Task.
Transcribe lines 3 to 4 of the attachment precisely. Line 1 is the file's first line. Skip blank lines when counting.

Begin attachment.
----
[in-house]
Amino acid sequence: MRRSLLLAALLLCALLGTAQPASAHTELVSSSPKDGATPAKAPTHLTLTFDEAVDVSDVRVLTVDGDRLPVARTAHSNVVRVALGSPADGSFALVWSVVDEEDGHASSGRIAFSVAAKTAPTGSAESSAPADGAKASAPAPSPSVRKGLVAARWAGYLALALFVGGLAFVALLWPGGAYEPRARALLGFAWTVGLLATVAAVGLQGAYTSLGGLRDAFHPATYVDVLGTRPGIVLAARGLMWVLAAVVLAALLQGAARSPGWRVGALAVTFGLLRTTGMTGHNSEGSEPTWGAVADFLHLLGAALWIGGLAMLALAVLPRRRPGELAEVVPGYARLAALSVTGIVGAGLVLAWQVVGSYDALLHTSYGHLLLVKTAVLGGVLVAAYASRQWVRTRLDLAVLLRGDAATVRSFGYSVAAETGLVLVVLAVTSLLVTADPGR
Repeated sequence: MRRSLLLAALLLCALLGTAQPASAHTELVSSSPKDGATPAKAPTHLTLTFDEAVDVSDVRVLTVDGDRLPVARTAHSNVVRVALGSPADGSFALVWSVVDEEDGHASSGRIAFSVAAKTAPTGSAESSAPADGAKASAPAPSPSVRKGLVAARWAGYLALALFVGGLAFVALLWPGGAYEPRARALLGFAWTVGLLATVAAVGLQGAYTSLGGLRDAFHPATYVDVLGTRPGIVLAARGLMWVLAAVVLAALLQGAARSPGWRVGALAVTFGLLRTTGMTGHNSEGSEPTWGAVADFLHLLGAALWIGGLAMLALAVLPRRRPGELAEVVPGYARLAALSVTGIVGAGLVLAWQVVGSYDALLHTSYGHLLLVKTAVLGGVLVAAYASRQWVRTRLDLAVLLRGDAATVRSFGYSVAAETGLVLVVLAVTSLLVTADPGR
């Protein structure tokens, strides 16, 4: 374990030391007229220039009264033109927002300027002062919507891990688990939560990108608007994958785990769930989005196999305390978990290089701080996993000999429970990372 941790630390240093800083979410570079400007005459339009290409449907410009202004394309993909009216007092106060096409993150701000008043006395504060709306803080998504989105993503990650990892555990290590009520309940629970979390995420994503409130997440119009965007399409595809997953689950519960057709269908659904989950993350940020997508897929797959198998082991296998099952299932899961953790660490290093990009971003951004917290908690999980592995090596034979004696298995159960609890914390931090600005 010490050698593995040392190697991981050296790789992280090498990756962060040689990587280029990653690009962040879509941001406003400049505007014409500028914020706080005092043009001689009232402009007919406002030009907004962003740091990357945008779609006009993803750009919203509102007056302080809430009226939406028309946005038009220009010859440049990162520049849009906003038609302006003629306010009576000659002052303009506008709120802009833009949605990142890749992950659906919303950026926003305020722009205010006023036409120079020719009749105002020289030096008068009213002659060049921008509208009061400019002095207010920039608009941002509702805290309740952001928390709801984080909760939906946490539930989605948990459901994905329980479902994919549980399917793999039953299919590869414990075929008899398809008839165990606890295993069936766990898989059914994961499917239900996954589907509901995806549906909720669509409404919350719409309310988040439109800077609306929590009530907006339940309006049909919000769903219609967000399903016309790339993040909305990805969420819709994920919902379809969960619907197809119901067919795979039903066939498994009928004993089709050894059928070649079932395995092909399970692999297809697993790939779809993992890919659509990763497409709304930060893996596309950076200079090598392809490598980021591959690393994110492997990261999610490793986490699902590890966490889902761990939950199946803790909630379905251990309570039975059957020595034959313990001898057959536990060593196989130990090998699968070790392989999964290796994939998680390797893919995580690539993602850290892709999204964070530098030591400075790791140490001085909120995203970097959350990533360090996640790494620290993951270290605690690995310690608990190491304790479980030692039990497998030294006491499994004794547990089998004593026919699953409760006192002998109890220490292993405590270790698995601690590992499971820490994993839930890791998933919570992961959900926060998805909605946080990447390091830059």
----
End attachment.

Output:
Repeated sequence: MRRSLLLAALLLCALLGTAQPASAHTELVSSSPKDGATPAKAPTHLTLTFDEAVDVSDVRVLTVDGDRLPVARTAHSNVVRVALGSPADGSFALVWSVVDEEDGHASSGRIAFSVAAKTAPTGSAESSAPADGAKASAPAPSPSVRKGLVAARWAGYLALALFVGGLAFVALLWPGGAYEPRARALLGFAWTVGLLATVAAVGLQGAYTSLGGLRDAFHPATYVDVLGTRPGIVLAARGLMWVLAAVVLAALLQGAARSPGWRVGALAVTFGLLRTTGMTGHNSEGSEPTWGAVADFLHLLGAALWIGGLAMLALAVLPRRRPGELAEVVPGYARLAALSVTGIVGAGLVLAWQVVGSYDALLHTSYGHLLLVKTAVLGGVLVAAYASRQWVRTRLDLAVLLRGDAATVRSFGYSVAAETGLVLVVLAVTSLLVTADPGR
């Protein structure tokens, strides 16, 4: 374990030391007229220039009264033109927002300027002062919507891990688990939560990108608007994958785990769930989005196999305390978990290089701080996993000999429970990372 941790630390240093800083979410570079400007005459339009290409449907410009202004394309993909009216007092106060096409993150701000008043006395504060709306803080998504989105993503990650990892555990290590009520309940629970979390995420994503409130997440119009965007399409595809997953689950519960057709269908659904989950993350940020997508897929797959198998082991296998099952299932899961953790660490290093990009971003951004917290908690999980592995090596034979004696298995159960609890914390931090600005 010490050698593995040392190697991981050296790789992280090498990756962060040689990587280029990653690009962040879509941001406003400049505007014409500028914020706080005092043009001689009232402009007919406002030009907004962003740091990357945008779609006009993803750009919203509102007056302080809430009226939406028309946005038009220009010859440049990162520049849009906003038609302006003629306010009576000659002052303009506008709120802009833009949605990142890749992950659906919303950026926003305020722009205010006023036409120079020719009749105002020289030096008068009213002659060049921008509208009061400019002095207010920039608009941002509702805290309740952001928390709801984080909760939906946490539930989605948990459901994905329980479902994919549980399917793999039953299919590869414990075929008899398809008839165990606890295993069936766990898989059914994961499917239900996954589907509901995806549906909720669509409404919350719409309310988040439109800077609306929590009530907006339940309006049909919000769903219609967000399903016309790339993040909305990805969420819709994920919902379809969960619907197809119901067919795979039903066939498994009928004993089709050894059928070649079932395995092909399970692999297809697993790939779809993992890919659509990763497409709304930060893996596309950076200079090598392809490598980021591959690393994110492997990261999610490793986490699902590890966490889902761990939950199946803790909630379905251990309570039975059957020595034959313990001898057959536990060593196989130990090998699968070790392989999964290796994939998680390797893919995580690539993602850290892709999204964070530098030591400075790791140490001085909120995203970097959350990533360090996640790494620290993951270290605690690995310690608990190491304790479980030692039990497998030294006491499994004794547990089998004593026919699953409760006192002998109890220490292993405590270790698995601690590992499971820490994993839930890791998933919570992961959900926060998805909605946080990447390091830059």